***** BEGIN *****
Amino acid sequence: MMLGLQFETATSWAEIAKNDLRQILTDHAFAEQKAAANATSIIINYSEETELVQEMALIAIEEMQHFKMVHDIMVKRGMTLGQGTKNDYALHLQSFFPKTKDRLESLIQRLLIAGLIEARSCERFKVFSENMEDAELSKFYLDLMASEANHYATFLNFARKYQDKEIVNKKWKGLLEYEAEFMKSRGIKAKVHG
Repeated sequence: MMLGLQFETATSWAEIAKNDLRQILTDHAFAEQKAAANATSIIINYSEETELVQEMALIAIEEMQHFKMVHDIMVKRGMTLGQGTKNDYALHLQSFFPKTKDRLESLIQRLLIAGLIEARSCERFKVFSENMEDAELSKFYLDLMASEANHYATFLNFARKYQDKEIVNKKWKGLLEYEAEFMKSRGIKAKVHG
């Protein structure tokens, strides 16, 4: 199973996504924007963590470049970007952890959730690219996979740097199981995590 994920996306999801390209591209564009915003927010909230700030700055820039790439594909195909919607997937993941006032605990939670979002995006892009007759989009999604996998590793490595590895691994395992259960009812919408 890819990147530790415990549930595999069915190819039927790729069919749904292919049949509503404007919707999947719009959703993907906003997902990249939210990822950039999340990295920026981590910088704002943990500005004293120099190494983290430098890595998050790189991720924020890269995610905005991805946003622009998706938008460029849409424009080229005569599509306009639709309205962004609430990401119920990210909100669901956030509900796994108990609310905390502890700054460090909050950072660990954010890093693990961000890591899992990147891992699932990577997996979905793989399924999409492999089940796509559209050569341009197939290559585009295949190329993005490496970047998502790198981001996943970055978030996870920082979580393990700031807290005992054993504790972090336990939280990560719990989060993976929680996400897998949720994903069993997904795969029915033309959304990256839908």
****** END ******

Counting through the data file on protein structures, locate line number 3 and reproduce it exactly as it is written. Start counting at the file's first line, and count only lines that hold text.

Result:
């Protein structure tokens, strides 16, 4: 199973996504924007963590470049970007952890959730690219996979740097199981995590 994920996306999801390209591209564009915003927010909230700030700055820039790439594909195909919607997937993941006032605990939670979002995006892009007759989009999604996998590793490595590895691994395992259960009812919408 890819990147530790415990549930595999069915190819039927790729069919749904292919049949509503404007919707999947719009959703993907906003997902990249939210990822950039999340990295920026981590910088704002943990500005004293120099190494983290430098890595998050790189991720924020890269995610905005991805946003622009998706938008460029849409424009080229005569599509306009639709309205962004609430990401119920990210909100669901956030509900796994108990609310905390502890700054460090909050950072660990954010890093693990961000890591899992990147891992699932990577997996979905793989399924999409492999089940796509559209050569341009197939290559585009295949190329993005490496970047998502790198981001996943970055978030996870920082979580393990700031807290005992054993504790972090336990939280990560719990989060993976929680996400897998949720994903069993997904795969029915033309959304990256839908």